UTEP aids grad students from London stranded in U.S. due to volcano’s eruption

Posted: 04/22/10

The University of Texas at El Paso <
http://www.utep.edu/> has become an academic lifeboat for almost 60 international graduate students and faculty who were marooned in El Paso because of air travel restrictions brought on by the April 14 eruption of the Iceland volcano.
 
Professors and students from Imperial College <
http://www3.imperial.ac.uk/>, a science-based institution in London known for its teaching and research, will use UTEP’s resources to prepare for final exams until their scheduled departure to the United Kingdom, April 29 and 30.

UTEP is the only university in the country with a predominately Mexican-American student population (more than 80 percent). The research university in Far West Texas also is renowned for its Bhutanese architecture (http://www.bhutan.gov.bt/government/index_new.php).

Imperial College’s leaders reached out to UTEP officials this past Monday after they were told that flights to England were cancelled as a result of the dangerous ash-laden skies over much of Europe.
 
Many of the students were concerned because they have projects due and final exams scheduled the week of May 3. For some, doing well on these final exams is crucial for their future job prospects.

UTEP has given the visiting students computer access at the Geology Building and UTEP Library. It also made its recreation facilities available to the visitors, including Memorial Gym and the Swimming and Fitness Center.
 
“We are very grateful to the University,” said Cedric John, assistant professor of carbonate sedimentology at Imperial College and one of the group’s leaders. “Everyone has been so nice to us. Things are quite exceptional.”
 
The students came to the UTEP campus Wednesday after spending most of the past few days in their Holiday Inn hotel rooms near the El Paso airport. The students broke into groups and were given tours Wednesday by UTEP geology graduate students of the places they could utilize on campus, such as the library, the Undergraduate Learning Center, the Geology Building, as well as the University Bookstore. The delegation includes students from England, Denmark, Kazakhstan, Lebanon, Nigeria, Russia, Thailand and Venezuela.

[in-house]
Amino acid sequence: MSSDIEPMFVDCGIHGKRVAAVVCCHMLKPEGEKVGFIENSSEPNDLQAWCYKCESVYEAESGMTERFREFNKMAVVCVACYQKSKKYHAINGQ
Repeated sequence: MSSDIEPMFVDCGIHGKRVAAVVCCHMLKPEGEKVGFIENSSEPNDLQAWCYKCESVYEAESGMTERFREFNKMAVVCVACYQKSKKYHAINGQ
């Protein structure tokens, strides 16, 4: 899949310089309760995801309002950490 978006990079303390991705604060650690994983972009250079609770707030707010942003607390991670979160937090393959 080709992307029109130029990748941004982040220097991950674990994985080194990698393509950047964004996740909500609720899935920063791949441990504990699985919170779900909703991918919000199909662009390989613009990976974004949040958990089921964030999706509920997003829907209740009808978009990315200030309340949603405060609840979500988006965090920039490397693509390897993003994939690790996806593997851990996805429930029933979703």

“We are pleased to be able to share UTEP’s campus resources with our British colleagues and their students,” said UTEP President Diana Natalicio.  “If this unfortunate situation were reversed, we’re confident that the university community in the UK would likewise extend a helping hand to stranded UTEP Miners.  We wish our guests safe travels home and hope that they will carry with them good memories of UTEP and the Paso del Norte.”

The Department of Geological Sciences, one of the University’s oldest departments, trains the next generation of educators and geoscience professionals in the backdrop of the El Paso region's rich and unique geologic setting.

Peter Alison, Ph.D., professor of earth sciences at Imperial College, gave a special Tuesday seminar for UTEP’s geology graduate students on ancient seas.

UTEP professors Terry Pavlis and Laura Serpa opened their West Side El Paso home to the visitors for a cookout because the couple knows what it’s like to be stranded. They lived in New Orleans in 2005 when Hurricane Katrina displaced them.
 
“Lot’s of people helped us out,” Pavlis said. “Now these students and faculty are stuck and we’re just trying to make a stressful situation easier.”
 
The Imperial College students started their journey March 29. They studied rock formations in Green River and Moab, Utah and attended an American Association of Petroleum Geologists conference in New Orleans before arriving in El Paso on April 17 to study carbonate minerals in the Guadalupe Mountains near Carlsbad, N.M.
 
The students are concerned with their predicament, but they have used technology – e-mails, cell phones and Skype – to contact family and friends. Many of them echoed a message of gratitude for the hospitality of El Pasoans and the UTEP community.
 
Imperial College students shared many stories of their encounters with local El Pasoans who empathize with their misfortune and suggested tourist sites and restaurants to visit.
 
“People are really friendly here,” said Jenny Bromley, a graduate student in petroleum geosciences from Imperial, a college founded in 1907 with an enrollment of more than 13,000 students.
   
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Photo Information:

The University of Texas at El Paso (UTEP)
El Paso, Texas

Students and faculty from Imperial College, London, assembled in UTEP’s Geology Reading room

Photos taken by Laura Trejo, University Communications, The University of Texas at El Paso (UTEP)

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